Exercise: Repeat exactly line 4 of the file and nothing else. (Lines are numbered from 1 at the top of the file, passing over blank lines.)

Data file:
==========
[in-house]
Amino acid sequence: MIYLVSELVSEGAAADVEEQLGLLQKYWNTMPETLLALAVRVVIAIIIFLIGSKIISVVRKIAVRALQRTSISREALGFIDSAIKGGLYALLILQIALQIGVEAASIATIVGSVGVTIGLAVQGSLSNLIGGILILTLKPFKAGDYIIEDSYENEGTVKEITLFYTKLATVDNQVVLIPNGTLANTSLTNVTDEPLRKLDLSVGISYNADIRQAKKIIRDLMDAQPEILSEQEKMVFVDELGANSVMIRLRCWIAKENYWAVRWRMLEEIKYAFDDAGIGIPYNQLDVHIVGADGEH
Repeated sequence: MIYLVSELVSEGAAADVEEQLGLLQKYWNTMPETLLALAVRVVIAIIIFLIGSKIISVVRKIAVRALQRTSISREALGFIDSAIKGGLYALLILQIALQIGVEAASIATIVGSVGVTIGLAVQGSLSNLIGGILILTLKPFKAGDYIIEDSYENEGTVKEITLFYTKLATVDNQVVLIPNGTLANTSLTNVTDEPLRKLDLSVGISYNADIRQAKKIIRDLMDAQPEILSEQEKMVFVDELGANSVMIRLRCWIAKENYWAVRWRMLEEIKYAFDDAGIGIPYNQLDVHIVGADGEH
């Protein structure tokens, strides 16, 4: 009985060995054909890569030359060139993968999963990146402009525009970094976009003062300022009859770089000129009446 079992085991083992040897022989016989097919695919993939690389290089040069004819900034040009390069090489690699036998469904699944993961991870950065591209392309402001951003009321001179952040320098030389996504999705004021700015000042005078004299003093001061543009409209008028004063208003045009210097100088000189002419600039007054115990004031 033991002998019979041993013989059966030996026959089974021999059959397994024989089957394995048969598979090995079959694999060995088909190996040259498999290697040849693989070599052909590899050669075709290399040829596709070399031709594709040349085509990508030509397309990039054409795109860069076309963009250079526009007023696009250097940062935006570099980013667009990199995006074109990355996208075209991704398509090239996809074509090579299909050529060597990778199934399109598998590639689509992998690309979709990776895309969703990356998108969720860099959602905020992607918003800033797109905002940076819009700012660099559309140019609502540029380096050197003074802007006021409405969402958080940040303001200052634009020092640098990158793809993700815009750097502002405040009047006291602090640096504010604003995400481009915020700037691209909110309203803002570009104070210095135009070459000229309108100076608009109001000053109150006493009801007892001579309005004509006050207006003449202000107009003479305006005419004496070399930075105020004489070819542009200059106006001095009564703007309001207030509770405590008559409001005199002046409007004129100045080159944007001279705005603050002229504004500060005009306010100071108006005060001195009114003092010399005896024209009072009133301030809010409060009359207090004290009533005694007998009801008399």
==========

């Protein structure tokens, strides 16, 4: 009985060995054909890569030359060139993968999963990146402009525009970094976009003062300022009859770089000129009446 079992085991083992040897022989016989097919695919993939690389290089040069004819900034040009390069090489690699036998469904699944993961991870950065591209392309402001951003009321001179952040320098030389996504999705004021700015000042005078004299003093001061543009409209008028004063208003045009210097100088000189002419600039007054115990004031 033991002998019979041993013989059966030996026959089974021999059959397994024989089957394995048969598979090995079959694999060995088909190996040259498999290697040849693989070599052909590899050669075709290399040829596709070399031709594709040349085509990508030509397309990039054409795109860069076309963009250079526009007023696009250097940062935006570099980013667009990199995006074109990355996208075209991704398509090239996809074509090579299909050529060597990778199934399109598998590639689509992998690309979709990776895309969703990356998108969720860099959602905020992607918003800033797109905002940076819009700012660099559309140019609502540029380096050197003074802007006021409405969402958080940040303001200052634009020092640098990158793809993700815009750097502002405040009047006291602090640096504010604003995400481009915020700037691209909110309203803002570009104070210095135009070459000229309108100076608009109001000053109150006493009801007892001579309005004509006050207006003449202000107009003479305006005419004496070399930075105020004489070819542009200059106006001095009564703007309001207030509770405590008559409001005199002046409007004129100045080159944007001279705005603050002229504004500060005009306010100071108006005060001195009114003092010399005896024209009072009133301030809010409060009359207090004290009533005694007998009801008399």